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'I'm honouring her and other women who were abused': Tattooist of Auschwitz author returns with Cilka's story

We spoke to the best-selling New Zealand author during her recent trip to Ireland.

Heather Morris
Heather Morris

MEETING A MAN called Lale Sokolov changed New Zealand native Heather Morris’s life.

It all happened because he told her his story: about being a Holocaust survivor and how he was a tattooist in the Nazi death camps. Morris turned his story into a book – The Tattooist of Auschwitz – which wound up being an international best-seller. So far, over 1.25 million copies have been sold, and it was number one here in Ireland. 

Now Morris has taken another element of Sokolov’s story, that of a woman he met named Cilka, who spent time in Auschwitz-Birkenau and a Russian gulag, and turned her experiences into historical fiction.

In Cilka’s Story, we meet a woman who was sent to Auschwitz at 16, in 1942, and ‘learns quickly that power, even unwillingly given, equals survival’ – meaning she ends up having a sexual relationship with a prison staff member. She is sent to Siberia due to this, and the book looks at the impact of what happened on Cilka and her experiences in the gulag.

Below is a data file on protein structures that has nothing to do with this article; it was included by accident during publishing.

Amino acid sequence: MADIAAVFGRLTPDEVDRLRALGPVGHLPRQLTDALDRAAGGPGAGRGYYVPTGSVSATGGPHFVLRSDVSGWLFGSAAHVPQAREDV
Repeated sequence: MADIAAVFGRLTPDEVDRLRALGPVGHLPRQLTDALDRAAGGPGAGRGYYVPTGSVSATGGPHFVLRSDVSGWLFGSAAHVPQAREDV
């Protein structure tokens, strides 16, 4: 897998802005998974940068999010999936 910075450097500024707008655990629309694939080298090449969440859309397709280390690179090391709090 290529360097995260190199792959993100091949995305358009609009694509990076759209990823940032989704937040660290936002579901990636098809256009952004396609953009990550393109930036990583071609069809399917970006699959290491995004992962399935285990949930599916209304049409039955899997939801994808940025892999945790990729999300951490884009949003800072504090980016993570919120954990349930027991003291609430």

When TheJournal.ie meets Morris at a city centre hotel, she impresses on us that the book is based on Cilka’s story, but is fictional. The novel has been criticised by Cilka’s stepson, who is unhappy with how it has been presented. But Morris maintains the book is a blend of historical fact and research, and Cilka’s life. For her, there is a joy in sharing Cilka and Sokolov’s stories. 

“He would say, ‘you write my story and then you tell Cilka’s',” recalls Morris of her meetings with Sokolov. “But then life got in the way.” The pair first met in Melbourne, and Morris spent three years recording Sokolov’s story (he died in 2006). It was a story he had not told before, and she says he had a lot of fear around telling it.

Morris wanted to get his story out to the world. She took screenwriting classes, and wrote Sokolov’s life as a script. It was optioned and spent six years out of her hands.

Then on a holiday to San Diego, Morris’s sister-in-law told her to “write the bloody thing as a book and get on with it” after hearing about Morris’s struggle.